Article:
South Korea Makes Rare Public Criticism of North’s Rights Record
(Bloomberg) -- North Korea uses public executions to strike fear into its public and tramples over the freedom of its people, South Korea said in a report on human rights abuses by its neighbor almost certain to draw Pyongyang’s anger.
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The findings were in a report put out Thursday by South Korea’s Unification Ministry, marking the first time Seoul has publicly released its government assessment of North Korea’s human rights record. The move is aimed at putting pressure on Pyongyang as it ratchets up security tensions to levels not seen in years.
“The right to life of North Korean citizens is being greatly threatened by the authorities,” according to report that included interviews with more than 500 North Koreans who defected.
Public executions are being carried out in large numbers by Kim Jong Un’s regime to punish people for crimes such as drug offenses, distribution of South Korean videos and being involved in religious movements, the report said. North Korean citizens face limitations on freedom of expression and discrimination based on social status, it added.
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President Yoon Suk Yeol, a conservative who took office about a year ago, has pushed for a tougher line against the neighbor to the north and stepped up joint military exercises with the US. This marks a change from the previous president, Moon Jae-in, a progressive who sought rapprochement with Pyongyang and avoided topics such as human rights abuses that could hurt chances for talks with Kim.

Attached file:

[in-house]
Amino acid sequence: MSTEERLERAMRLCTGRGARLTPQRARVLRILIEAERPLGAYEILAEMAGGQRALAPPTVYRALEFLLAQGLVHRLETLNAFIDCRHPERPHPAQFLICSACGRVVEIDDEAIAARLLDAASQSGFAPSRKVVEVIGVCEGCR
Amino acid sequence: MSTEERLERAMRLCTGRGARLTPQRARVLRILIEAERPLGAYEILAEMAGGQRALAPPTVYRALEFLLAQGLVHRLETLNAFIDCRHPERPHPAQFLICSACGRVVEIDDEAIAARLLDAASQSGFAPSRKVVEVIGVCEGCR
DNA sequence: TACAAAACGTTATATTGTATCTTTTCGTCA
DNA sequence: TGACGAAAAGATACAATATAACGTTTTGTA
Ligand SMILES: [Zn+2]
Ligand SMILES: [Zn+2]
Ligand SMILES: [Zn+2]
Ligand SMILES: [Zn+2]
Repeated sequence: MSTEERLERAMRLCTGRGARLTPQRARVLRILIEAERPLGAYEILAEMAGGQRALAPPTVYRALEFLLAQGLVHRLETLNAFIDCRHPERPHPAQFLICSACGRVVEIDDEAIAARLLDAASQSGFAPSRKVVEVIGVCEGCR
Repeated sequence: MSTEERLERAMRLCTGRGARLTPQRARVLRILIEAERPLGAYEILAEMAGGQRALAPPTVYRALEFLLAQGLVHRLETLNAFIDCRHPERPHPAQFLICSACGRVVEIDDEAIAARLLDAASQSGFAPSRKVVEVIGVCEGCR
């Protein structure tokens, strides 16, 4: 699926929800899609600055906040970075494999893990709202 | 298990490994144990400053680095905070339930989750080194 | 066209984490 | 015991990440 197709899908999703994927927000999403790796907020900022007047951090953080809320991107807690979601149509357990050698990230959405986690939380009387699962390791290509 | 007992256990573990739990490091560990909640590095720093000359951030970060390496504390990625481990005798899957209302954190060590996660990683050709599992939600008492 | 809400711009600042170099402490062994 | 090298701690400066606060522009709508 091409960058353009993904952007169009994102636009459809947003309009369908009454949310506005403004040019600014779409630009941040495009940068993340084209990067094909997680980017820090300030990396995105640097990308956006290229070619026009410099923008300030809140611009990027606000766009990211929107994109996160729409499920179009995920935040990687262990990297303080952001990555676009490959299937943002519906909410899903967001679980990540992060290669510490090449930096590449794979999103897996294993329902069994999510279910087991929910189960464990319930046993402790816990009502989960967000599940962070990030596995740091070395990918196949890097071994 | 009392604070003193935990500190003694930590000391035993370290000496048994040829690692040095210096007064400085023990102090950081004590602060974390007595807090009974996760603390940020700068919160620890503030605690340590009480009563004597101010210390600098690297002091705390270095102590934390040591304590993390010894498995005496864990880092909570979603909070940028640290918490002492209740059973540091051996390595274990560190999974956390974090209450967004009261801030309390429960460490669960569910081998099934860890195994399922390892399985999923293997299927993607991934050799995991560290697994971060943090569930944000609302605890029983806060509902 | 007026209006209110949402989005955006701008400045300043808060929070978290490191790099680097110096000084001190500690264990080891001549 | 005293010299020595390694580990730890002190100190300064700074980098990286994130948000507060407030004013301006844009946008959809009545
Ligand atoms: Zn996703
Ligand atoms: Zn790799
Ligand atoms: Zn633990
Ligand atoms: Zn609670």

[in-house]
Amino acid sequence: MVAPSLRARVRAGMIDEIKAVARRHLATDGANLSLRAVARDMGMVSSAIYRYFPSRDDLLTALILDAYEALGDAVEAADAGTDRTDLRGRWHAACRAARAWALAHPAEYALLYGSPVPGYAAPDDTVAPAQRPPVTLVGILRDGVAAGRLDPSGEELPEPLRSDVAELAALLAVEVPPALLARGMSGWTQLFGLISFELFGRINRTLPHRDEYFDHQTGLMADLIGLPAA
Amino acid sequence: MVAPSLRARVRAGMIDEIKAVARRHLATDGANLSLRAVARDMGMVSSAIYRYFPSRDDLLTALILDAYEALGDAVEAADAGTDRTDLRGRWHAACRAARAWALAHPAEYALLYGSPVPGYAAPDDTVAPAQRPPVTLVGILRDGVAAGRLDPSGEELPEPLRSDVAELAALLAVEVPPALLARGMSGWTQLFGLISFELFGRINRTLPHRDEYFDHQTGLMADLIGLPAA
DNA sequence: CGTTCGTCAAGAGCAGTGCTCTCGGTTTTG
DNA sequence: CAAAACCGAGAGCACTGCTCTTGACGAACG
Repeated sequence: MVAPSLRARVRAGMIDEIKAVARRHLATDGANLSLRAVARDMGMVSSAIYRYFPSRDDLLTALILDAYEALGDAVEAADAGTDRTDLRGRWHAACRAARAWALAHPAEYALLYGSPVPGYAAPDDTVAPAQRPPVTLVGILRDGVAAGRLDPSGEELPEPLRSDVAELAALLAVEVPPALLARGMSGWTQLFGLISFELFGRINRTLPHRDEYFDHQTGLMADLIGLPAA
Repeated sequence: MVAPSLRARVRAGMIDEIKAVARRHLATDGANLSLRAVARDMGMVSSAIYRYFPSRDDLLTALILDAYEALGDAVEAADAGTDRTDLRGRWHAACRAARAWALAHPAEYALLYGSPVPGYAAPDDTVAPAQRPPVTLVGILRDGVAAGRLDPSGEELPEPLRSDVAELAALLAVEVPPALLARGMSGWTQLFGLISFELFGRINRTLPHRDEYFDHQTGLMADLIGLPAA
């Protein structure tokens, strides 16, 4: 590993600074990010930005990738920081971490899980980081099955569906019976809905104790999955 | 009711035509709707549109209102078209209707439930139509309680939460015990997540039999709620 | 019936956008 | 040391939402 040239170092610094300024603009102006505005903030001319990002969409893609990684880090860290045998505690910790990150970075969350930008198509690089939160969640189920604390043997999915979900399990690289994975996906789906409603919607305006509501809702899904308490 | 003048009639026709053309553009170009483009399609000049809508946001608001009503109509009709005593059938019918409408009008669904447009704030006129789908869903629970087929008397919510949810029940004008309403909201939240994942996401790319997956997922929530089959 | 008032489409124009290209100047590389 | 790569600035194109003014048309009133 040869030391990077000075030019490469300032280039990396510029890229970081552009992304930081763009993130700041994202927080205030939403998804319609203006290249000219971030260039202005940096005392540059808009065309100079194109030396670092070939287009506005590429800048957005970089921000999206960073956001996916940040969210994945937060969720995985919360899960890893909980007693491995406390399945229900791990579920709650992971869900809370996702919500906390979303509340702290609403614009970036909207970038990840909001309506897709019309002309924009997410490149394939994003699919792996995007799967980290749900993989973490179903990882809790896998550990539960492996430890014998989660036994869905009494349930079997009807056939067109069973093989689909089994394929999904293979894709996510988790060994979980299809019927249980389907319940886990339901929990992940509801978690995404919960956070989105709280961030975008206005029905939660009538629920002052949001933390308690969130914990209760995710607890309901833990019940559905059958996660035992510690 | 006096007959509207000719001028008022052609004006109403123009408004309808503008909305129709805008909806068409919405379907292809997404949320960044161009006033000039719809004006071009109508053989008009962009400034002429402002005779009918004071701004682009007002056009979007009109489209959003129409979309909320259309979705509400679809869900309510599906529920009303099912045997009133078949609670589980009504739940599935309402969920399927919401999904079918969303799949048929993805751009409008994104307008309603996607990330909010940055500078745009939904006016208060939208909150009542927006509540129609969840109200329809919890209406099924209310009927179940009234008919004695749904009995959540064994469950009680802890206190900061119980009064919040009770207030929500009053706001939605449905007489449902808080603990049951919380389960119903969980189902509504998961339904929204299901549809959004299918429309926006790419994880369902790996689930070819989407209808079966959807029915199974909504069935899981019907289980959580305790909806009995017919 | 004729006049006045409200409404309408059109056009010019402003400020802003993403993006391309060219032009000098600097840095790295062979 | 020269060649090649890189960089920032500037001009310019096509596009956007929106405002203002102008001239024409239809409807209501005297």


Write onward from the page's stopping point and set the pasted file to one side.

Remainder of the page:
Governments in the US and Europe for years have condemned North Korea for what they see as chronic and systematic human rights abuses. The US State Department’s most recent annual report on human rights said there are credible reports of arbitrary killings, forced disappearances and a network of political prisons engaged in torture in North Korea.
North Korea has bristled at any criticism of its human rights record for decades. Its mission to the United Nations this month blasted the US and “its followers” for what it called fabrications hatched in a pressure campaign that is “a serious challenge to the dignity and sovereignty of the DPRK,” referring to the country by its formal name.
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South Korea enacted its North Korean Human Rights Act in 2016, mandating the unification minister to submit an annual report on North Korea’s human rights situation to the National Assembly. The reports were kept confidential under the Moon government, likely to prevent provoking Pyongyang.
Lawmakers in Moon’s ruling party have also stepped up the condemnation of North Korea for spending heavily on its nuclear arms programs instead of addressing a chronic food shortage. The United Nations World Food Programme says about 40% of North Korea’s population is undernourished.
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